NEW YORK, N.Y.- Gagosian Gallery
presents an exhibition of portraits by Andy Warhol of the late Elizabeth Taylor.
Frequently hailed as the greatest movie star of all time, Taylor was a friend of Warhols in the 1970s and 1980s. The personification of charisma whose highly public life charged with drama, tragedy, and romance, this iconic muse was a perfect vehicle for Warhols vivid silkscreen portraiture derived from press clippings, publicity shots, and film stills.
From her early years as a child star with MGM, Taylor became one of the world's most famous actresses, recognized first for her acting ability, her glamorous lifestyle, her beauty, her husbands, her jewels, and her violet eyes -- and later as a courageous and tireless social activist. Warhol made over fifty portraits of her in all her incarnations-- from the ethereally beautiful child-actress (National Velvet, 1963) to the commanding, voluptuous screen goddess (Blue Liz as Cleopatra, 1962).
In single portraits such as Silver Liz [Ferus Type], (1963) and Liz #6 [Early Colored Liz] (1963) Taylor appears isolated on a monochrome field, a Russian icon reinterpreted for the altar of celebrity. Flawlessly coiffed jet hair frames her startling face; her full red lips bleed beyond their outline onto the canvas; her skin glows in flagrant shades of pink while her legendary eyes gain a new level of theatricality from the vivid turquoise that highlights her brow. In other works, Warhols palette moves from the lurid apple green of Liz [Early Colored Liz] (1963) to the gleaming sterling of Silver Liz [Studio Type] (1963). Brought together for the first time, each portrait captures and amplifies the intensity, the extravagance, the carnality, and the resilience that were the unique hallmarks of Elizabeth Taylors notorious and beloved character. Warhols choice of source material and his daring palette produced images that have lost none of their explosive power in the decades that separate the present from the moment of their making.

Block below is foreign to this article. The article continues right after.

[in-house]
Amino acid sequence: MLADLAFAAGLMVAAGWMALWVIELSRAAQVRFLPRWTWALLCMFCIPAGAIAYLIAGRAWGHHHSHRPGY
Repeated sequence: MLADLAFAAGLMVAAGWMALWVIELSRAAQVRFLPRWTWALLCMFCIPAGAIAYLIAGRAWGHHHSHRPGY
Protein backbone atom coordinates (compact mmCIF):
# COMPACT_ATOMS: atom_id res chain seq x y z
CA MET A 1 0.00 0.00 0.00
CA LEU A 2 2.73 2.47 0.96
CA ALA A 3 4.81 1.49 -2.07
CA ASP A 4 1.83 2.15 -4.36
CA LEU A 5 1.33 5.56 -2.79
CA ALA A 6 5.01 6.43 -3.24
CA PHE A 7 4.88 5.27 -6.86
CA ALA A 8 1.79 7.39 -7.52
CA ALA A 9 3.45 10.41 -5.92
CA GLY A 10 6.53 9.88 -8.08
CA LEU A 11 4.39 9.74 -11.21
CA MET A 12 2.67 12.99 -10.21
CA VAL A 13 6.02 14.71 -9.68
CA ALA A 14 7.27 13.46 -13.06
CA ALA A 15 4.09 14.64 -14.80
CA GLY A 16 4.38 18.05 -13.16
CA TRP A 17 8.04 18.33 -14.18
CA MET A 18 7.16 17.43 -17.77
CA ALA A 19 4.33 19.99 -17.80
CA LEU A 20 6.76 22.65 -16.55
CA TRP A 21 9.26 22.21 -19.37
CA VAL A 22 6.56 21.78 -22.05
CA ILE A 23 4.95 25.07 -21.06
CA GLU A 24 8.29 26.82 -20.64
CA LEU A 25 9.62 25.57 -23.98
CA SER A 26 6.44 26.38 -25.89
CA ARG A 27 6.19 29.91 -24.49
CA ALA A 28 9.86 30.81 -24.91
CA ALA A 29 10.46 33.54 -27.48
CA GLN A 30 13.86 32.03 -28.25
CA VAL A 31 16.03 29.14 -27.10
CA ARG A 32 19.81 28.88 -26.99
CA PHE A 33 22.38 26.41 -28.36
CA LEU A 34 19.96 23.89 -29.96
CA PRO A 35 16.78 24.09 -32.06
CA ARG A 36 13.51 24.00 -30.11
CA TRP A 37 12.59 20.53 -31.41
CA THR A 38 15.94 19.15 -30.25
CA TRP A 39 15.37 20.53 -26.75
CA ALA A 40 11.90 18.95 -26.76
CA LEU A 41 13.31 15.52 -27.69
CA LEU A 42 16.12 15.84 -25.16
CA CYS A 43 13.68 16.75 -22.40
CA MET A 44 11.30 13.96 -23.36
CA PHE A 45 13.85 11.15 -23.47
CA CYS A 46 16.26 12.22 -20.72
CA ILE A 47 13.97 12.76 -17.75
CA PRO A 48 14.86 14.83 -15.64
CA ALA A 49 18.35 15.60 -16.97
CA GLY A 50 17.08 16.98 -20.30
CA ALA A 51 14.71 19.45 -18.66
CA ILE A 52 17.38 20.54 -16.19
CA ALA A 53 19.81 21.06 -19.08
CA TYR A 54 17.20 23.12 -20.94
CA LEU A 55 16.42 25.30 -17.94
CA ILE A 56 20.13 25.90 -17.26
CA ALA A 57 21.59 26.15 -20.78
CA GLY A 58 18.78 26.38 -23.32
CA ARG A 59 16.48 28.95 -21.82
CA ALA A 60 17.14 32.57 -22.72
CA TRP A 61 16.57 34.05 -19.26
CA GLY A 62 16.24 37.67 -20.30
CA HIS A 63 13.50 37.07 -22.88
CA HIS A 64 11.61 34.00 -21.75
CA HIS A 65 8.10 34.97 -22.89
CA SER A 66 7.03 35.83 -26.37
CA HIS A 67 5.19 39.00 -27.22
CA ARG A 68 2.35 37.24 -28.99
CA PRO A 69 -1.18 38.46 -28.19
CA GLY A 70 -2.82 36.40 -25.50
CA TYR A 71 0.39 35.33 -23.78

Andy Warhol (1928-1987) is widely regarded as a defining figure not only of the Pop Art movement of the 1960s but of an entire cultural era. He worked prodigiously across a vast range of media, including painting, photography, print-making, drawing, sculpture, film (sixty experimental films between 1963 and 1968), television (Andy Warhol's TV, 1982 and Andy Warhol's Fifteen Minutes, 1986), publishing (Interview magazine and various books), happenings, and performances. He also endorsed products, appeared in advertisements and made business deals, giving new currency to the philosophical and practical interplay between art as a reflection upon society and art as a product of society.